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William Joseph Maier Professor of Political Economy, Harvard University

David Rubenstein Distinguished Visitor and Stephen M. Kellen Distinguished Visitor - Class of Spring 2009 and Class of Spring 2021


Benjamin M. Friedman is the William Joseph Maier Professor of Political Economy, and formerly Chairman of the Department of Economics, at Harvard University where he has taught for nearly half a century.  His newest book, Religion and the Rise of Capitalism, was published by Knopf in January.  His two other general interest books are The Moral Consequences of Economic Growth (Knopf) and Day of Reckoning: The Consequences of American Economic Policy Under Reagan and After (Random House).

Professor Friedman has also written extensively on economic policy, in both books and articles aimed primarily at economists and economic policymakers.  Much of this work has focused on the role of the financial markets in shaping how monetary and fiscal policies affect economic activity and inflation.  He is also a frequent contributor to many American publications reaching a broader audience, including especially The New York Review of Books.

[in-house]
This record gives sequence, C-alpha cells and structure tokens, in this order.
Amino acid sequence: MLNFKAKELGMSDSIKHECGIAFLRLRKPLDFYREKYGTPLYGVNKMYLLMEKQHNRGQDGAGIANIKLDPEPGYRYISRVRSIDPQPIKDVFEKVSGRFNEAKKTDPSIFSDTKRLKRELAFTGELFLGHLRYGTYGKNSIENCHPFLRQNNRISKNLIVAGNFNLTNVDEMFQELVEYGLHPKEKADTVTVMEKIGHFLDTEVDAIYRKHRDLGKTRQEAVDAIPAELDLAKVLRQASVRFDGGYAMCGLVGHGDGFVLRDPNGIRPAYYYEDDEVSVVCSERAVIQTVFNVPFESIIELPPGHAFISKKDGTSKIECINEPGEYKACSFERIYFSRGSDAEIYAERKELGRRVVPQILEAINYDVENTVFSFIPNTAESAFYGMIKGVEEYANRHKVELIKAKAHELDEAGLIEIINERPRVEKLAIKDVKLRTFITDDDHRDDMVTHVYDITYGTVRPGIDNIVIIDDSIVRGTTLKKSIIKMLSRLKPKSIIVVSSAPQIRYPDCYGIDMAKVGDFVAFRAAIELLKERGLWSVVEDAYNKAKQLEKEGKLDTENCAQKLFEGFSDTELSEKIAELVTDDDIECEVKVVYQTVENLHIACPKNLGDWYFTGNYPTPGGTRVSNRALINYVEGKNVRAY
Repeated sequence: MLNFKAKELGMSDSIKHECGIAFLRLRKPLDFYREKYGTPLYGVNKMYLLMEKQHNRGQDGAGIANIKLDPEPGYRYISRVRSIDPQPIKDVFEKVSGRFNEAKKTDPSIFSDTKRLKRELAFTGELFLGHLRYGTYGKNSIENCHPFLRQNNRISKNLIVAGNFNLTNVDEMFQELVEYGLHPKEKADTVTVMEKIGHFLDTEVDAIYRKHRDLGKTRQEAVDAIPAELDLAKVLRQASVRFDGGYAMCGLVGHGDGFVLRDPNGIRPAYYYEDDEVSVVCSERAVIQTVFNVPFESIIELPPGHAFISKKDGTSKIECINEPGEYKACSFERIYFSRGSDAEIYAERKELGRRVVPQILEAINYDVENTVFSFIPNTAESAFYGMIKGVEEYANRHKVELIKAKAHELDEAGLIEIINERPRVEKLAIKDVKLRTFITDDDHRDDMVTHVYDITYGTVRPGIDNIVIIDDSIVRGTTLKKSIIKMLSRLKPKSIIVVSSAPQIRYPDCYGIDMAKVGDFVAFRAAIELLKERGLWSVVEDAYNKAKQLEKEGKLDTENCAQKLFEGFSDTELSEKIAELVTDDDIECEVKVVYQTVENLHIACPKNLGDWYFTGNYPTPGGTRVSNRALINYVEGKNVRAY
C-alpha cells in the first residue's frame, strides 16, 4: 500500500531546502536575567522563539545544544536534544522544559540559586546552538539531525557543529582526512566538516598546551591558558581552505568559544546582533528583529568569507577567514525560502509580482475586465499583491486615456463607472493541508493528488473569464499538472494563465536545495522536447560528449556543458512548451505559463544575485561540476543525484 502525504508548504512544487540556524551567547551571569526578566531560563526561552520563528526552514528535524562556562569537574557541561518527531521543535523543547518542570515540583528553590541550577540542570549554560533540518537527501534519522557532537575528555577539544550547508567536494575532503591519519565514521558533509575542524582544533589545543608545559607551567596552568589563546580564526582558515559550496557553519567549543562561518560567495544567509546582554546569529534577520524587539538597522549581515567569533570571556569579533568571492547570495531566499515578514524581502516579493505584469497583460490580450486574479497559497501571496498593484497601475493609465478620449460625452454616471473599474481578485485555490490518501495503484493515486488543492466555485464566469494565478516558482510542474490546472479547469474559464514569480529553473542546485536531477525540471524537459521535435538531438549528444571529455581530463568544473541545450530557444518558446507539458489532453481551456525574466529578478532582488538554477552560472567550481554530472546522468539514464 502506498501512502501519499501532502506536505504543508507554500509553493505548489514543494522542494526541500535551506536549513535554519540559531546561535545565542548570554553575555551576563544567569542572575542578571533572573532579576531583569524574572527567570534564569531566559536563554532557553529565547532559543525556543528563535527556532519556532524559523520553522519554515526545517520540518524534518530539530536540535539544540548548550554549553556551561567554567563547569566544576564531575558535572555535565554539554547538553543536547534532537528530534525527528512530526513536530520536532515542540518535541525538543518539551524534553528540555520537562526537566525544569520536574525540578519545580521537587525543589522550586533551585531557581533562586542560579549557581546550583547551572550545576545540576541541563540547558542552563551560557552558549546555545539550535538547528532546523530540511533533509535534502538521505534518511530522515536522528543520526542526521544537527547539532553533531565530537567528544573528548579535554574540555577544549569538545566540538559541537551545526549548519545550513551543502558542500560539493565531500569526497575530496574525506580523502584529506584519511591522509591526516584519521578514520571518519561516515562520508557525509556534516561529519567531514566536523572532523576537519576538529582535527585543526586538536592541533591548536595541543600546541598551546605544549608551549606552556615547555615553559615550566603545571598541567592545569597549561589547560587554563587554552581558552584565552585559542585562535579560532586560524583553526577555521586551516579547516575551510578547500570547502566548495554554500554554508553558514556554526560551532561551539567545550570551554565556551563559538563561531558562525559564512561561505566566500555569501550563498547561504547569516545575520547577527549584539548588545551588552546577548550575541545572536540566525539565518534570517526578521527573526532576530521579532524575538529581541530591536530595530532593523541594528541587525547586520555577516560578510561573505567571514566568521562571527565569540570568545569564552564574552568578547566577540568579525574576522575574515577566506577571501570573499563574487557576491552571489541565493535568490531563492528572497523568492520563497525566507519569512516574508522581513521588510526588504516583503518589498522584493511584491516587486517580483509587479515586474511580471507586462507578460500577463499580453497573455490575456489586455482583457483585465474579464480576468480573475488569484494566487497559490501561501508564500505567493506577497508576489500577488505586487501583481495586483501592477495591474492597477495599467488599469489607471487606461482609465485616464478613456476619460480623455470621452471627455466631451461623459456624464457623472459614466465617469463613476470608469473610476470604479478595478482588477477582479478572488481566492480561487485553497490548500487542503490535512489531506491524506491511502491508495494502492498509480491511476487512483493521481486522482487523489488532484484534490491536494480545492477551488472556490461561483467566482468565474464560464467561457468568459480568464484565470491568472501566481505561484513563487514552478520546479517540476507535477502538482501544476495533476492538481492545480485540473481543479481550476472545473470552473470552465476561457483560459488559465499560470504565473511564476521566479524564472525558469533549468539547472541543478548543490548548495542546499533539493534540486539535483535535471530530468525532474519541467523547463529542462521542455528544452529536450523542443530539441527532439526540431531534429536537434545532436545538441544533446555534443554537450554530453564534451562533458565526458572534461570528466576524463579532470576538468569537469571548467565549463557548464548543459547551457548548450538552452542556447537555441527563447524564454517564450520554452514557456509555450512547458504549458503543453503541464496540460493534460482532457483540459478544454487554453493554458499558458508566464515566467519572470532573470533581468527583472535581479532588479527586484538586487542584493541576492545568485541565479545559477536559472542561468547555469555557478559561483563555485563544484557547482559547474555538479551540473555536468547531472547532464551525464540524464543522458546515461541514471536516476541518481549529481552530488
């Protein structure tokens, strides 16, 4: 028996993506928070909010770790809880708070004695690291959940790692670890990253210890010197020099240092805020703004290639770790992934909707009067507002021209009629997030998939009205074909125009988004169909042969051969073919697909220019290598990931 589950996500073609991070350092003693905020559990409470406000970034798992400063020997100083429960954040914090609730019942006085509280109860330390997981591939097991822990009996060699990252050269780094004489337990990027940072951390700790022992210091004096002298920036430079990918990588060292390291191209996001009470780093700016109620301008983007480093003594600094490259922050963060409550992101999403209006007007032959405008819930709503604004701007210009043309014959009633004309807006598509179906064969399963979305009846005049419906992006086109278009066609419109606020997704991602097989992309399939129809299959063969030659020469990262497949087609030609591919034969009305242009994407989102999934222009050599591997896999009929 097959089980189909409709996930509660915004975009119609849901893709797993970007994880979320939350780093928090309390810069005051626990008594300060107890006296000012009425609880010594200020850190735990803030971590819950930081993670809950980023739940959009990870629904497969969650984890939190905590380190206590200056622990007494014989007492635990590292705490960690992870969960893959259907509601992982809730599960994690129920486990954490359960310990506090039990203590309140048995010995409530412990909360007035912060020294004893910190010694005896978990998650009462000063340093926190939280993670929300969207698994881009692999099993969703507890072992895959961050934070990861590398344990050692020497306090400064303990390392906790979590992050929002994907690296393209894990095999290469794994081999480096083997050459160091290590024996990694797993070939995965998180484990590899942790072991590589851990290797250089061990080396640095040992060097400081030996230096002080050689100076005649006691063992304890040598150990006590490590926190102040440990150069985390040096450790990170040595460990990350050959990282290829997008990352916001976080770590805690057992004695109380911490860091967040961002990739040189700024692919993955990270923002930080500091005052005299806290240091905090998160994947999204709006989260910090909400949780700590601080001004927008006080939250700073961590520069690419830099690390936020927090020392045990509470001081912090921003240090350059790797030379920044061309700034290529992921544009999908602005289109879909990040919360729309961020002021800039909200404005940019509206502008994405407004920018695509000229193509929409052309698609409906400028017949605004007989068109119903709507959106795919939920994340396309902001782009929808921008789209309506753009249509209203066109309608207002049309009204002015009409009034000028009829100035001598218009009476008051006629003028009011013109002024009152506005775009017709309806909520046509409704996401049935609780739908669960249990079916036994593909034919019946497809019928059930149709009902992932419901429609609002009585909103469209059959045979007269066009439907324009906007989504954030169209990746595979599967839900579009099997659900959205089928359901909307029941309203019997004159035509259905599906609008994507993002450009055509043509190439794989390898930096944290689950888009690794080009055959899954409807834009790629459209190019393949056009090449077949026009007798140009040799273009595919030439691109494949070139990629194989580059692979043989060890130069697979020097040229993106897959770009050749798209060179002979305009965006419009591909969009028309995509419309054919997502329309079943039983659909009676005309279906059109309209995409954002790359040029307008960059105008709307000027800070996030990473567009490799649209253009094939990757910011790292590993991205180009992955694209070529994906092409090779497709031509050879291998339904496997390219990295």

Among Professor Friedman’s other distinctions, he has received the George S. Eccles Prize, awarded annually for excellence in writing about economics; the John R. Commons Award, given every two years in recognition of contributions to economics; and the Medal of the Italian Senate.

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